Probably one of the best things about the Pohnpei trip was the number of very unique and reasonably priced handicrafts available for purchase. On Yap, unless you know someone in the village who make them, you’ll wind up paying outrageous prices for handicrafts at hotel gift shops and art galleries that primarily caters to the absurdly wealthy tourists that occasionally stop at the island in their mega-yachts. Scattered all around Kolonia were little shops lined with all manner of wood carvings (including the manta ray and a depiction of one of the gods of the outer islands of Pohnpei shown here), jewelry made from turtle shell, and an assortment of woven wall hangings both large and small. Since this might have been my first and only trip to Pohnpei, I bought back a lot of wood carvings souvenirs to give our house in Yap a decidedly Micronesian atmosphere, as well as a traditional skirt that Miranda had asked for.
No trip to Pohnpei is complete without trying the local beverage, called sakau, which is made from the root of the kava plant. The root is pounded into powder in large stone bowls, then wrapped in a particular bark grown only on Pohnpei, which is then used like a tea bag to infuse water with the essence of kava. Bottles of the stuff are sold all over the island, but I was warned that I should buy from a known reputable vendor. Thankfully, one member of our delegation had friends or relatives living there, who were able to provide us a few safe bottles. It looked innocuous enough, having the exact whitish color of a pina colada. The smell was very strong and not particularly pleasant, and it had a powerfully medicinal taste and the texture of a mouthful of silt. By the time we neared the bottom of the first bottle, there was an intense debate as to who would drink the sludge-like dregs that remained. I was duped into believing that this was the ‘best part’, but was thankfully able to keep the slurry of powdered root down. Unlike alcohol, sakau has no obvious mental effects, aside from a general feeling of calm. If you were drinking it sitting down, you might think that it’s “not working” or that you got a “bad batch”, that is, until you tried to stand up and wound up falling on your face. You see, in addition to an initially shocking numbness in the mouth that leaves you feeling like you just left the dentist after a particularly rough root canal, you still get all the physical symptoms of being drunk. The effect of sakau was described as causing your left leg to go straight and your right leg to go left. However, being ever mindful of moderation, I was able to get the full experience without going overboard. To say the least, I slept soundly that night.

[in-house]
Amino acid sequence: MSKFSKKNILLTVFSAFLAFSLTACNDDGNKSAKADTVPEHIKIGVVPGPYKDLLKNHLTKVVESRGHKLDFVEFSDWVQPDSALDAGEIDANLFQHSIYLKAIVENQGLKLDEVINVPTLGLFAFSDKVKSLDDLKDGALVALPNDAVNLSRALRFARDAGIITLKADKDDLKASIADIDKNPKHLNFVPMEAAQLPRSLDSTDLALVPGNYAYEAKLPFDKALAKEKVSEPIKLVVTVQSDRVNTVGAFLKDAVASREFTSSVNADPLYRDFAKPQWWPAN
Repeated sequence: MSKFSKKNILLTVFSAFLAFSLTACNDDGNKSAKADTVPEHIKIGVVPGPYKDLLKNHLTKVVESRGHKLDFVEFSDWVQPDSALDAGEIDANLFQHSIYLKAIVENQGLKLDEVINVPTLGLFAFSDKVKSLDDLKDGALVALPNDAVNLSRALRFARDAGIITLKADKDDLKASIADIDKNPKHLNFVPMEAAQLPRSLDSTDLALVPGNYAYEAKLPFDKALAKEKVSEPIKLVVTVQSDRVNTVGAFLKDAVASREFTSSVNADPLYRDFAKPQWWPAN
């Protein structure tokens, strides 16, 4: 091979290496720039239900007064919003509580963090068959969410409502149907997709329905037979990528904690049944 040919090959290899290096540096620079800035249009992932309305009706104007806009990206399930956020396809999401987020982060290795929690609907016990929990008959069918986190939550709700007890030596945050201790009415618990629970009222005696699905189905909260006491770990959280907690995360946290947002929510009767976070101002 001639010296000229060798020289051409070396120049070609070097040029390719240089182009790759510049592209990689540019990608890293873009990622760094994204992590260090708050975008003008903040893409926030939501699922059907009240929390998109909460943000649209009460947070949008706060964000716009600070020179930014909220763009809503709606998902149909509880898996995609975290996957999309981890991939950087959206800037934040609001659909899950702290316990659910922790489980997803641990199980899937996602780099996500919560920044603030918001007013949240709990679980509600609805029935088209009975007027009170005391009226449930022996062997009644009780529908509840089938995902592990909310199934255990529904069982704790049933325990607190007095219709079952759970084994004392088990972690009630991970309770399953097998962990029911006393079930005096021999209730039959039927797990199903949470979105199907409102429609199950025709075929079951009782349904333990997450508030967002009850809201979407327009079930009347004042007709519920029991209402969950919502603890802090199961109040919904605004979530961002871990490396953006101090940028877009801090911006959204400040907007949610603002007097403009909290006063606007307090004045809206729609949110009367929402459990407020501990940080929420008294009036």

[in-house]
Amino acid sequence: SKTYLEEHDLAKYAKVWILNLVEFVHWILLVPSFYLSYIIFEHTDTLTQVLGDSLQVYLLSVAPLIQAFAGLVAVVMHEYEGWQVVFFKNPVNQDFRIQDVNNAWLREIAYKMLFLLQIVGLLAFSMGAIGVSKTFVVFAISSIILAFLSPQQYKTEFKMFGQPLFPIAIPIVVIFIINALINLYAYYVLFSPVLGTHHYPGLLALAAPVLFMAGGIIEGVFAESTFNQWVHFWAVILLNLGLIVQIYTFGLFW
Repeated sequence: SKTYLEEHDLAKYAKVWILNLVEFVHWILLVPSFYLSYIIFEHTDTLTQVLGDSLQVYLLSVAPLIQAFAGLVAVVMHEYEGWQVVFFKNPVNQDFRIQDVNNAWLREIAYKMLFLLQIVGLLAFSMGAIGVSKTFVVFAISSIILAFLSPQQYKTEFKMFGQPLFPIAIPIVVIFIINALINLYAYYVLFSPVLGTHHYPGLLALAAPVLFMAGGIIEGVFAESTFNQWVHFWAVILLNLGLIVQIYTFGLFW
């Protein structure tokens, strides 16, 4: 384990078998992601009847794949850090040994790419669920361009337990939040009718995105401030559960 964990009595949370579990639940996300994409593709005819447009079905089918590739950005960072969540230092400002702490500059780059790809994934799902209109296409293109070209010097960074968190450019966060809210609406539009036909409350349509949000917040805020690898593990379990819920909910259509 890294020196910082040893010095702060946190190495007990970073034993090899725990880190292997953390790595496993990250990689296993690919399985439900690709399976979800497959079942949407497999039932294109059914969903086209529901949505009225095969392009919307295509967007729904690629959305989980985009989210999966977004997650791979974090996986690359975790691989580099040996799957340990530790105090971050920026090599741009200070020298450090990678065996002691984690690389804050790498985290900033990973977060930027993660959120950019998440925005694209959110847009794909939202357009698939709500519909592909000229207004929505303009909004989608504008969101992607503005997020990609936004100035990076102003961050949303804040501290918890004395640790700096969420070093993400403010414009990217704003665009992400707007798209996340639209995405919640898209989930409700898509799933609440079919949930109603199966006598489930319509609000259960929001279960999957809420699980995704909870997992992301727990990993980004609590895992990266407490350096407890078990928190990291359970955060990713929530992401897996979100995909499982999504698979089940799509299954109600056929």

On our last night in Pohnpei, the conference organizers held a reception at a great restaurant with an amazing view of the harbor and the largest mountain on the island. The food was excellent, including a large platter of beef ribs that was a real treat considering the lack of cows on Yap. Afterwards, we retired to the hotel. The next morning, after doing some last minute souvenir shopping, we headed back to the airport for our departing flight. We again transited through Guam, where I over-indulged on my last chance of eating at Burger King for a while, and eventually arrived back on Yap Island safe and sound.
In short, I fully enjoyed my time on the island of Pohnpei. It was a memorable experience, and I sincerely hope my first time there was not also my last.